Labour Law

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During the First World War, the British and French promised independence to the Arab subjects of the Ottomans if they supported the Allies, and in an Arab kingdom was proclaimed in Damascus, headed by Hashemite family. Transjordan was granted autonomy in and full independence in In , West Bank was occupied by Israel. Jordan renounced its claim to the West Bank in In Jordan recognized Israel and signed a peace treaty. The Jordan Constitution was promulgated in and has been amended in , , and Under the Constitution, the monarchy is the most important political institution in the country.

The country is divided into 12 governorates Mohafaza , which are subdivided into districts, subdistricts, municipalities, towns and villages. The Constitution divides the powers and functions of the government into executive, legislative and judicial categories.

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The Constitution assigns the legislative power to both the bicameral National Assembly and the King, who is also vested with executive power. The King exercises his executive authority with the aid of his Council of Ministers. The sources of the legal system are the Constitution, the law, Islamic law Sharia and custom. Sharia Courts have jurisdiction over personal status matters relating to Muslims, as well as cases involving blood money where parties are Muslim or where one party is Muslim and the other agrees to the jurisdiction of the Shari'a Court.

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Jordanian legislation and the legal system are also influenced by French legal systems Commercial law and civil and criminal procedures as well as by Egyptian and Syrian developments and reforms, particularly in personal status matters. It consists of the House of Representatives currently seats elected by popular vote on basis of proportional representation to serve four-year terms by secret ballot in a general direct election.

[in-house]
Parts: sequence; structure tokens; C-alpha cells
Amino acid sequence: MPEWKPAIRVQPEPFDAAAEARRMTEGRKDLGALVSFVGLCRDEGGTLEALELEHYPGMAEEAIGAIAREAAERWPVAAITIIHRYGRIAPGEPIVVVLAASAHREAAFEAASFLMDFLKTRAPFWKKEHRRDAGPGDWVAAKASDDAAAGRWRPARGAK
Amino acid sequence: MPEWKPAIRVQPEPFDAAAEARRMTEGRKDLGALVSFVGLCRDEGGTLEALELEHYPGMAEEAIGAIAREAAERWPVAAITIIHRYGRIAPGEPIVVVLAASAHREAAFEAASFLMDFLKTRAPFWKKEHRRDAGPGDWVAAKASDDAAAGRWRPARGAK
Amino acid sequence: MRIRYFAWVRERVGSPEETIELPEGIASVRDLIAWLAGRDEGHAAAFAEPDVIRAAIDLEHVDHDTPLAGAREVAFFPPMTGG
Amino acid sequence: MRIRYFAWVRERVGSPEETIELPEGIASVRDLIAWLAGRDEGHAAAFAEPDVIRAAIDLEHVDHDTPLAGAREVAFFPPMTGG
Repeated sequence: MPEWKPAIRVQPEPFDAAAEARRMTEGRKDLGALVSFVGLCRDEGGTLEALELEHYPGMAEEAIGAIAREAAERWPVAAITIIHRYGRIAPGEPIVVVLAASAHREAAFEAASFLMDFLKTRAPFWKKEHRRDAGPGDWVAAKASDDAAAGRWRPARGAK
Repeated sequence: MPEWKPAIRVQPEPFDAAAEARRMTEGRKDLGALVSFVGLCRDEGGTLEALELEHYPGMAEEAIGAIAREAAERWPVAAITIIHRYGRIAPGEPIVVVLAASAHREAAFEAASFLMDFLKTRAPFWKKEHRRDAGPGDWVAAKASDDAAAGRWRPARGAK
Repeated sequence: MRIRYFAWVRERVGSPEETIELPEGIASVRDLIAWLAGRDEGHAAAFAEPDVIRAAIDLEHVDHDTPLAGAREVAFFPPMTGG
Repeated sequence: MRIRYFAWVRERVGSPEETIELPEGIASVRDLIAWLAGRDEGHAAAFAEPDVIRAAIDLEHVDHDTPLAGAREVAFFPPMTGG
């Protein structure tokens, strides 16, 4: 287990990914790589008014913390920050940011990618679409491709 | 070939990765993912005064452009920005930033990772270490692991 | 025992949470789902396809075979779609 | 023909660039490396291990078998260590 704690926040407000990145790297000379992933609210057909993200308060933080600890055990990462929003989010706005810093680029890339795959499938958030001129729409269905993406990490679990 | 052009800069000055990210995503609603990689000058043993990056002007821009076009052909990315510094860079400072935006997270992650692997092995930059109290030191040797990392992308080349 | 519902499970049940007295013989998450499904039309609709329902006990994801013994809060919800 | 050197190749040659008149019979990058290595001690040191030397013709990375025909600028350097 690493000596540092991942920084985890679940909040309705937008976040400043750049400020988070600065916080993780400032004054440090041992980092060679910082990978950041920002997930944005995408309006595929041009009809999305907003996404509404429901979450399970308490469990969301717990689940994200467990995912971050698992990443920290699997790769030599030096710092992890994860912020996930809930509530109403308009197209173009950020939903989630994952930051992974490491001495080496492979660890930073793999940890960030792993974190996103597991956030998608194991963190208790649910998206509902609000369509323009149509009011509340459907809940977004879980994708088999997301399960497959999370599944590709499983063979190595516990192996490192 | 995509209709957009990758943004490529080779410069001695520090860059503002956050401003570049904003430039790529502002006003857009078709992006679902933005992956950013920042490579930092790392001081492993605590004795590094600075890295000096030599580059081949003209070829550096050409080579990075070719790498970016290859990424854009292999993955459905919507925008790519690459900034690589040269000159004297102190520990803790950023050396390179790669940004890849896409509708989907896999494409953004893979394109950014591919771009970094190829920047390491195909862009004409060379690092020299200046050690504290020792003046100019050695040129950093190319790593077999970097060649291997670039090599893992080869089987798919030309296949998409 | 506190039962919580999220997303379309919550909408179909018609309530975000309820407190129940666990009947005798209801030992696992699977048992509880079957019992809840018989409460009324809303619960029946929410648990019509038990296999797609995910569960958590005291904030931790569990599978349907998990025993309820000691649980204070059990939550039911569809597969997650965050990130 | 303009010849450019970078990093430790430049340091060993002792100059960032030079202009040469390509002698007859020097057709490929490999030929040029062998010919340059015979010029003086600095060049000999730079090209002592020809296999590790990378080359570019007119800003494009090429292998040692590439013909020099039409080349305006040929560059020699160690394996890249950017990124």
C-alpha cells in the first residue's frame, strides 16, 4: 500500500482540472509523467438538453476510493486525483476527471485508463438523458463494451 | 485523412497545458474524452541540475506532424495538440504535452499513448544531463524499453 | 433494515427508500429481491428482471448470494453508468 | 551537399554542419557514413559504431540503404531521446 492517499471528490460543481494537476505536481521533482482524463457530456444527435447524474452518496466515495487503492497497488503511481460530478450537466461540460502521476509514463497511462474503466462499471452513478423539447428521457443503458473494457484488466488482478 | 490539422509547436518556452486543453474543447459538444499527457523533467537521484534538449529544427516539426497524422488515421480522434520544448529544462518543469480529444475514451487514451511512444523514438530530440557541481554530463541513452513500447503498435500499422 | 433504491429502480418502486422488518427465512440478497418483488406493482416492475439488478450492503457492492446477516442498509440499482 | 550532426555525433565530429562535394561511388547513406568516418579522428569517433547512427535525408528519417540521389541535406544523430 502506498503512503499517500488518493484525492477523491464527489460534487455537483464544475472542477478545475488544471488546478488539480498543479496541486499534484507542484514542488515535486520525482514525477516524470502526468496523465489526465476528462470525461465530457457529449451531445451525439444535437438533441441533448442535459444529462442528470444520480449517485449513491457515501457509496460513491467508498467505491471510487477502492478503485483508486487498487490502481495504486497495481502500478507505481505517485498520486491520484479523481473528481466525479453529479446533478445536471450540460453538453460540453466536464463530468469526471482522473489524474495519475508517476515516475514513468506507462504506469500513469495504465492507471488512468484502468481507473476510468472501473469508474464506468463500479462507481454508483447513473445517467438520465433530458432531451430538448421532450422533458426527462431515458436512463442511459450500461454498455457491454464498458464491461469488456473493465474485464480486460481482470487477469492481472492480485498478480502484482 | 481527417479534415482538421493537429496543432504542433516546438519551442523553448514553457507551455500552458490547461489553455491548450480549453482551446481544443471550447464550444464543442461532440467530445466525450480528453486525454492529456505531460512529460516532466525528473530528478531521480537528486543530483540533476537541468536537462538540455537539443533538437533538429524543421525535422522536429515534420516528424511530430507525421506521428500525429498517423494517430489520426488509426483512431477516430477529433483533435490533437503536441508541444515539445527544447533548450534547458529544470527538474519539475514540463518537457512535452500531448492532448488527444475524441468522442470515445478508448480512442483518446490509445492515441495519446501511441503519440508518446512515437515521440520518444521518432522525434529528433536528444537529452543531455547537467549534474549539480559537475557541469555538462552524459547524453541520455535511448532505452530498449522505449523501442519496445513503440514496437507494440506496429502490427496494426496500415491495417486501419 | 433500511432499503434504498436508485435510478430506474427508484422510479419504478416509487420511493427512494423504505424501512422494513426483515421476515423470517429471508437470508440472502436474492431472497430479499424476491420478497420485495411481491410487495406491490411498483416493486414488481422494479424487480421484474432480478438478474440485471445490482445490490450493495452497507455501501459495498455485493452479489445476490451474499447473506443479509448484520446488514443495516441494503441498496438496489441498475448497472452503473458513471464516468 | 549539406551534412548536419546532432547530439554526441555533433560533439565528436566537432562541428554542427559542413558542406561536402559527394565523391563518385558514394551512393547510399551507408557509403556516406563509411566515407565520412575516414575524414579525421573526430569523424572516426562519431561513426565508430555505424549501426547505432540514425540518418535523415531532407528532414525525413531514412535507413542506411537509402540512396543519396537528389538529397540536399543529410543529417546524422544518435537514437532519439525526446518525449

Candidates must be Jordanian citizens more than thirty years of age. The Senate 40 seats appointed by the King from designated categories of public figures. Members serve four-year terms. Qualifications for a senator include a minimum age of forty years and prior government or military service in relatively senior positions.

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The King grants both executive and legislative powers. The Senate is regarded as the more elite, but it has had little real influence in the legislative process.

Although the House of Representatives was vested with more legislative power than the Senate, both chambers have been overshadowed by the executive side of government. Jordanians voted in June in parliamentary elections, the first since Voters must be at least nineteen years of age. Suffrage has been universal since , when women were enfranchised. All Palestinian refugees who have adopted Jordanian citizenship enjoy equal voting privileges with Transjordanians.

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The procedure of adoption of laws is as follows: the Prime Minister refers to the Chamber of Deputies any draft law, and the Chamber shall be entitled to accept, amend, or reject the draft law, but in all cases the Chamber shall refer the draft law to the Senate. No law may be promulgated unless passed by both the Senate and the Chamber of Deputies and ratified by the King. Should either House twice reject any draft law and the other accept it, whether or not amended, both the Senate and the Chamber shall hold a joint meeting under the chairmanship of the Speaker of the Senate to discuss the matters in dispute.

Acceptance of the draft law shall be conditional upon the passing of a resolution by a two-thirds majority of the members of both Houses present. If the draft law is rejected as described above, it shall not be placed again before the House during the same session. Every draft law passed by the Senate and the Chamber of Deputies shall be submitted to the King for ratification.

A law shall come into force after its promulgation by the King and the lapse of thirty days from the date of its publication in the Official Gazette unless it is specifically provided in that law that it shall come into force on any other date. If the King does not see fit to ratify a law, He may, within six months from the date on which the law was submitted to him, refer it back to the House coupled with a statement showing the reasons for withholding his ratification.